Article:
“A dog is the only thing that can mend a crack in your broken heart.”
– Judy Desmond
Carmen Leal (Scott) is the author of nine book including Faces of Huntington’s and The Twenty-Third Psalm for Caregivers. She also has dozens of published articles, devotionals, and human-interest stories.
Carmen relocated from Hawaii to Oshkosh, Wisconsin and is the marketing director for NEW PAWSibilities Dog Rescue and Shelter.
Carmen has become a reluctant gardener and has learned more about Wisconsin weeds than she ever wanted to know. She is the mother of two sons and an awesome dog named Coconut.
My Path To Coconut
A professed non-dog person, it’s thanks to a driver who fell asleep at the wheel in 2015 that I now have the best dog in the world. I know, we all think that about our dogs.
The official diagnosis was post-concussive syndrome with moderate frontal brain damage resulting in level ten headaches, PTSD, depression, anxiety, insomnia, and visual hallucinations.
I didn’t know that the blinding headaches were because of the concussion and traumatic brain injury. For eighteen months I worked and then cried on my way to and from one of my six weekly medical appointments. I was in so much physical and mental pain that suicide was a very real and hopeful option.
My doctor suggested an emotional support dog. I scoffed. Over two years after the wreck, a dog was a last-ditch effort. I was only partly joking when I tell people my first choice for a name for a dog was Xanax. I figured I had tried everything else, so I’d try a dog and if that didn’t help I’d give him to my husband who I had been lobbying for years to adopt a dog.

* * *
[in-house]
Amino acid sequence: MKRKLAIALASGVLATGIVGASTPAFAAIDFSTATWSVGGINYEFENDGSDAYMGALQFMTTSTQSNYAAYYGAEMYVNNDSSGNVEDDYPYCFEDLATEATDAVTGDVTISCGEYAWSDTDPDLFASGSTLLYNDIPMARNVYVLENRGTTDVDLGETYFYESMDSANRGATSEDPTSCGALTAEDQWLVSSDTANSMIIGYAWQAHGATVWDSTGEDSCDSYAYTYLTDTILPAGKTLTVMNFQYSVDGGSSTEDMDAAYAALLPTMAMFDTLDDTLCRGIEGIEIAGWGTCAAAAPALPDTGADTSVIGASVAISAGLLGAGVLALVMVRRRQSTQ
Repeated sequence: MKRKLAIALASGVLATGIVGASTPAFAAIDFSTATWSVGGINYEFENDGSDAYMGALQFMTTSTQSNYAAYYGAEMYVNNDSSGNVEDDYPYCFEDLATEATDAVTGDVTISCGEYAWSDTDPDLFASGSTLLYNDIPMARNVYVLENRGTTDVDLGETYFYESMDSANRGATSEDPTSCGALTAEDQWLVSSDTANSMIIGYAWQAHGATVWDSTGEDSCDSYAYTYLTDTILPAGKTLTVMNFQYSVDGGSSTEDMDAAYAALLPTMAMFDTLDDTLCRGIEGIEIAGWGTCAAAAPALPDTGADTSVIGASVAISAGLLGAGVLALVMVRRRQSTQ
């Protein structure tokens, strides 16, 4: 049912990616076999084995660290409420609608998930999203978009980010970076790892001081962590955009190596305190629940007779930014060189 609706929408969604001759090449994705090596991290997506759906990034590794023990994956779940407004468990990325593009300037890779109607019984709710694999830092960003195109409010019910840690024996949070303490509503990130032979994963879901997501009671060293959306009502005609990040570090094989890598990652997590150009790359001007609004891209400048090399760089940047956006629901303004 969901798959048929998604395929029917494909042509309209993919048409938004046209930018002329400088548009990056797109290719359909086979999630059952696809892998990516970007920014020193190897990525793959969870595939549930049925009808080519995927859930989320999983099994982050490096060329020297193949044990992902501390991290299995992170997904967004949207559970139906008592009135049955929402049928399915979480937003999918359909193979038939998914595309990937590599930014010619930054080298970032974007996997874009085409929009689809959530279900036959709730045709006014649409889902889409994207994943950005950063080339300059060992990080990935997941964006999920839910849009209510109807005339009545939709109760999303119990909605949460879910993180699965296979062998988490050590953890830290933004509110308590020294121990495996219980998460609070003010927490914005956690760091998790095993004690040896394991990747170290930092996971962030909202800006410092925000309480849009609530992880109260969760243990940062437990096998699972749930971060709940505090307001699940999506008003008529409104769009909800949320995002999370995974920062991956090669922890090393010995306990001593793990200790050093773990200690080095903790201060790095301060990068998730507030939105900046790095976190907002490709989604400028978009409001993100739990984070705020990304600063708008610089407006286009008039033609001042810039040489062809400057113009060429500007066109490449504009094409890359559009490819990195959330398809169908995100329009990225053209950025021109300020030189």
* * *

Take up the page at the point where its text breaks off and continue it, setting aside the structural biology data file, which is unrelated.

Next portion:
Coconut, named by our grandson for our Hawaiian roots, has given me a reason to live. Before Coconut I could barely get in a car, let alone drive. I no longer sang or wrote, both of which had been lifelong passions. Crowds caused major panic attacks and I was so angry and negative I drove people away.
I drive most days, I’m writing again, singing in the area’s top choral group, and volunteering. I have a part-time job and I feel like I am making a difference. I’ll likely always have headaches, but they are more manageable thanks in large part because of time and my dog.
I’m Coconut’s person. His love is pure and unconditional, never based on my moods. He’s forgiving and the best listener. He has truly saved my life.
My journey to being owned by my dog and all that entails was not been without lots of twists and turns and costly mistakes. But I kept going and now I don’t know how I’d survive without my best friend.
I didn’t know enough about rescuing dogs, okay, I knew nothing. Even with my complete lack of research or knowledge we ended up with an imperfectly perfect dog despite my not knowing how to rescue.